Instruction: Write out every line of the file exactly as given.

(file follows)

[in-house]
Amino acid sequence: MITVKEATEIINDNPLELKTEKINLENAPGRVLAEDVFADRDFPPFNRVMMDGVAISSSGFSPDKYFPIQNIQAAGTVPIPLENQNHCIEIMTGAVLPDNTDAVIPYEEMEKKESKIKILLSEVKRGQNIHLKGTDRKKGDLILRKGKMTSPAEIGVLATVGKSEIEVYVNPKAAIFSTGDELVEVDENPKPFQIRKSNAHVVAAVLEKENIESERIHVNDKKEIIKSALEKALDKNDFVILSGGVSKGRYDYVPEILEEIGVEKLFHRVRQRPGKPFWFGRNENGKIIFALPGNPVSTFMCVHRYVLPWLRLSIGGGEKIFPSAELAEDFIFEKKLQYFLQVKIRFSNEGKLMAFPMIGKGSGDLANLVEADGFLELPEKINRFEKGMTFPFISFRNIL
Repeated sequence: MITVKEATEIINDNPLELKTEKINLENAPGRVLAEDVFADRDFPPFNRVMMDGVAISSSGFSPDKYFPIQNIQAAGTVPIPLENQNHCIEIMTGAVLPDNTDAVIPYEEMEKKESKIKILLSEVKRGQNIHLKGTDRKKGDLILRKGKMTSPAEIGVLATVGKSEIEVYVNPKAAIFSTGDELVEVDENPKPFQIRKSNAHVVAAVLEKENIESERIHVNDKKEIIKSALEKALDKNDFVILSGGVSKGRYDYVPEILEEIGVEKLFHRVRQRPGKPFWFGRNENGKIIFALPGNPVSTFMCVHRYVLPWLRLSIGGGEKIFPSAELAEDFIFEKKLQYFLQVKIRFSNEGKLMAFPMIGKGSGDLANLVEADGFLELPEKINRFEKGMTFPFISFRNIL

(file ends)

[in-house]
Amino acid sequence: MITVKEATEIINDNPLELKTEKINLENAPGRVLAEDVFADRDFPPFNRVMMDGVAISSSGFSPDKYFPIQNIQAAGTVPIPLENQNHCIEIMTGAVLPDNTDAVIPYEEMEKKESKIKILLSEVKRGQNIHLKGTDRKKGDLILRKGKMTSPAEIGVLATVGKSEIEVYVNPKAAIFSTGDELVEVDENPKPFQIRKSNAHVVAAVLEKENIESERIHVNDKKEIIKSALEKALDKNDFVILSGGVSKGRYDYVPEILEEIGVEKLFHRVRQRPGKPFWFGRNENGKIIFALPGNPVSTFMCVHRYVLPWLRLSIGGGEKIFPSAELAEDFIFEKKLQYFLQVKIRFSNEGKLMAFPMIGKGSGDLANLVEADGFLELPEKINRFEKGMTFPFISFRNIL
Repeated sequence: MITVKEATEIINDNPLELKTEKINLENAPGRVLAEDVFADRDFPPFNRVMMDGVAISSSGFSPDKYFPIQNIQAAGTVPIPLENQNHCIEIMTGAVLPDNTDAVIPYEEMEKKESKIKILLSEVKRGQNIHLKGTDRKKGDLILRKGKMTSPAEIGVLATVGKSEIEVYVNPKAAIFSTGDELVEVDENPKPFQIRKSNAHVVAAVLEKENIESERIHVNDKKEIIKSALEKALDKNDFVILSGGVSKGRYDYVPEILEEIGVEKLFHRVRQRPGKPFWFGRNENGKIIFALPGNPVSTFMCVHRYVLPWLRLSIGGGEKIFPSAELAEDFIFEKKLQYFLQVKIRFSNEGKLMAFPMIGKGSGDLANLVEADGFLELPEKINRFEKGMTFPFISFRNIL